I was salvaging the connectors from a fraying micro usb cable (that came with an LG G4 phone) and found that the connectors have a unique construction (see image below, Source: https://www.alibaba.com/product-detail/Micro-USB-B-Crimping-Type-Connector_60483560958.html). Instead of the wires being soldered to pads or pins on the connectors, the wires are inserted into a plastic housing (white piece in the image below) with thin slots on one side. The housing is then pushed down onto the toothed pins, which pass through the thin slots, displace the insulation on the wires, and contact the copper within.

This design requires no tools besides wirecutters, obviously does not require any finicky soldering, and is robust and disassemble-able. So I was surprised that these are pretty obscure parts. I found a couple of ebay and alibaba listings, but none on aliexpress or DigiKey. Do these have a standard name? Are they available from Hirose or other brand names?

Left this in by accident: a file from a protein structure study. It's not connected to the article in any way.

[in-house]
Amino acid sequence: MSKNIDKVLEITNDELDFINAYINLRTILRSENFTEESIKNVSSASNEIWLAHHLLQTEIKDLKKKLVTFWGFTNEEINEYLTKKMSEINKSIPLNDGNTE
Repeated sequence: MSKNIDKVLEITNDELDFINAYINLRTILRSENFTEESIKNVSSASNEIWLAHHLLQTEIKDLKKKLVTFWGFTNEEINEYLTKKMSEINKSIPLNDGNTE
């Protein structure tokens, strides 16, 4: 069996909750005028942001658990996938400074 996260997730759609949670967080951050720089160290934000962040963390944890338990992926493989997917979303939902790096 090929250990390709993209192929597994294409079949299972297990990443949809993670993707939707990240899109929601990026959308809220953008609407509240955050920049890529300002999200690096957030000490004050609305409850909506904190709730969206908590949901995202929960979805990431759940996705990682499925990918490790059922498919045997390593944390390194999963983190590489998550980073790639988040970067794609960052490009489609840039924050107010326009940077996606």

• \$\begingroup\$ Wild guess here, but maybe it has poor high-speed performance? USB 2.0 and especially 3.0/3.1 operate at speeds where impedance matching is critical. \$\endgroup\$ – Hearth Mar 10 at 23:22
  • \$\begingroup\$ Er, I meant that to answer the implied question of "why aren't these common", which my sleepy brain apparently interpreted as an explicit question. Oops. \$\endgroup\$ – Hearth Mar 10 at 23:31
  • \$\begingroup\$ Mike, those are a form of Insulation Displacement Connectors (IDC). You may need a special and expensive tool to make use of them. They work by keeping the wires rigidly in place while sharp "teeth" bite into the wire to make contact. Then a cap is put on to trap the wires in place. Wires are stranded and have a very limited range of diameters. Nickle plated RoHS wires can be used. \$\endgroup\$ – Sparky256 Mar 10 at 23:40
  • \$\begingroup\$ Good points, this design would probably be impractical for the extra pairs in USB 3. @Sparky256 actually in the connectors that I salvaged, it's the cap itself that holds the wires: no expensive crimper needed, just some pliers to squeeze the cap onto the connector. \$\endgroup\$ – Mike Mar 11 at 3:38

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